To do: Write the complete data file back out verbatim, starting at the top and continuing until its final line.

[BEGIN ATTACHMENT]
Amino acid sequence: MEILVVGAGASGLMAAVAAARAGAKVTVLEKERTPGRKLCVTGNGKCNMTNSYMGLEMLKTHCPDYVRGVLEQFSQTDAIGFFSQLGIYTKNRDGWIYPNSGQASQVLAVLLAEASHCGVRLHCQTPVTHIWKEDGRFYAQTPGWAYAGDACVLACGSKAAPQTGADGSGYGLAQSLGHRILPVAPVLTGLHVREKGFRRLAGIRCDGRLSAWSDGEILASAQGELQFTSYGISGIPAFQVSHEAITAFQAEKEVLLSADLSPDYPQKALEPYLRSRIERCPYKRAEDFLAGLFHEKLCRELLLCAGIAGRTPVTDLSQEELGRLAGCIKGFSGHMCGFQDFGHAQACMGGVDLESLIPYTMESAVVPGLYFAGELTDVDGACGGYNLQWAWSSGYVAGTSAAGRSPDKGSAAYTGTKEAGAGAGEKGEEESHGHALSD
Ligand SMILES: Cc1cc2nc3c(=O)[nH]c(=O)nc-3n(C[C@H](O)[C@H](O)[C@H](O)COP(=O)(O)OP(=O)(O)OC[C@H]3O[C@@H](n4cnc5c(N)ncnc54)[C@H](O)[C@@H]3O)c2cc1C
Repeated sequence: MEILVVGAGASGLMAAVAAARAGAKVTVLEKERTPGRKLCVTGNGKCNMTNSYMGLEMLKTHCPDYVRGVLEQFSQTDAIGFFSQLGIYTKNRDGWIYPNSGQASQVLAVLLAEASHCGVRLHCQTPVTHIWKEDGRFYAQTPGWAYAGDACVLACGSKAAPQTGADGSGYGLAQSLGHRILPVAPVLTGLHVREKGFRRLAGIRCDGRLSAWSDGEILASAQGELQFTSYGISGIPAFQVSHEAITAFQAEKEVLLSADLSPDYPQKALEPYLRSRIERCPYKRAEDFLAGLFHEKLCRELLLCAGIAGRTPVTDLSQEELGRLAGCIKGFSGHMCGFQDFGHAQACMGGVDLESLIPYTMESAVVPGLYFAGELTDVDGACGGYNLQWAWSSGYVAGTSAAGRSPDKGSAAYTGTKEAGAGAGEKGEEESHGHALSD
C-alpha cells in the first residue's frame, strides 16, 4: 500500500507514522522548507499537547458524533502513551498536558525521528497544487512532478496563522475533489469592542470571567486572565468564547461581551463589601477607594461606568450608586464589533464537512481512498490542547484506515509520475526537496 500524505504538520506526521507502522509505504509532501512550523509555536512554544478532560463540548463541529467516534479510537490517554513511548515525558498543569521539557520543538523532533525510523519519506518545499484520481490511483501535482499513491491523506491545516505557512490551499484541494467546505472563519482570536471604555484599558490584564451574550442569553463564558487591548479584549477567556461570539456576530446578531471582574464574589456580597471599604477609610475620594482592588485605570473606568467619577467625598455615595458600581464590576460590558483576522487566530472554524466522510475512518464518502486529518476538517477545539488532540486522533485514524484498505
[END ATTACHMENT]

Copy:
Amino acid sequence: MEILVVGAGASGLMAAVAAARAGAKVTVLEKERTPGRKLCVTGNGKCNMTNSYMGLEMLKTHCPDYVRGVLEQFSQTDAIGFFSQLGIYTKNRDGWIYPNSGQASQVLAVLLAEASHCGVRLHCQTPVTHIWKEDGRFYAQTPGWAYAGDACVLACGSKAAPQTGADGSGYGLAQSLGHRILPVAPVLTGLHVREKGFRRLAGIRCDGRLSAWSDGEILASAQGELQFTSYGISGIPAFQVSHEAITAFQAEKEVLLSADLSPDYPQKALEPYLRSRIERCPYKRAEDFLAGLFHEKLCRELLLCAGIAGRTPVTDLSQEELGRLAGCIKGFSGHMCGFQDFGHAQACMGGVDLESLIPYTMESAVVPGLYFAGELTDVDGACGGYNLQWAWSSGYVAGTSAAGRSPDKGSAAYTGTKEAGAGAGEKGEEESHGHALSD
Ligand SMILES: Cc1cc2nc3c(=O)[nH]c(=O)nc-3n(C[C@H](O)[C@H](O)[C@H](O)COP(=O)(O)OP(=O)(O)OC[C@H]3O[C@@H](n4cnc5c(N)ncnc54)[C@H](O)[C@@H]3O)c2cc1C
Repeated sequence: MEILVVGAGASGLMAAVAAARAGAKVTVLEKERTPGRKLCVTGNGKCNMTNSYMGLEMLKTHCPDYVRGVLEQFSQTDAIGFFSQLGIYTKNRDGWIYPNSGQASQVLAVLLAEASHCGVRLHCQTPVTHIWKEDGRFYAQTPGWAYAGDACVLACGSKAAPQTGADGSGYGLAQSLGHRILPVAPVLTGLHVREKGFRRLAGIRCDGRLSAWSDGEILASAQGELQFTSYGISGIPAFQVSHEAITAFQAEKEVLLSADLSPDYPQKALEPYLRSRIERCPYKRAEDFLAGLFHEKLCRELLLCAGIAGRTPVTDLSQEELGRLAGCIKGFSGHMCGFQDFGHAQACMGGVDLESLIPYTMESAVVPGLYFAGELTDVDGACGGYNLQWAWSSGYVAGTSAAGRSPDKGSAAYTGTKEAGAGAGEKGEEESHGHALSD
C-alpha cells in the first residue's frame, strides 16, 4: 500500500507514522522548507499537547458524533502513551498536558525521528497544487512532478496563522475533489469592542470571567486572565468564547461581551463589601477607594461606568450608586464589533464537512481512498490542547484506515509520475526537496 500524505504538520506526521507502522509505504509532501512550523509555536512554544478532560463540548463541529467516534479510537490517554513511548515525558498543569521539557520543538523532533525510523519519506518545499484520481490511483501535482499513491491523506491545516505557512490551499484541494467546505472563519482570536471604555484599558490584564451574550442569553463564558487591548479584549477567556461570539456576530446578531471582574464574589456580597471599604477609610475620594482592588485605570473606568467619577467625598455615595458600581464590576460590558483576522487566530472554524466522510475512518464518502486529518476538517477545539488532540486522533485514524484498505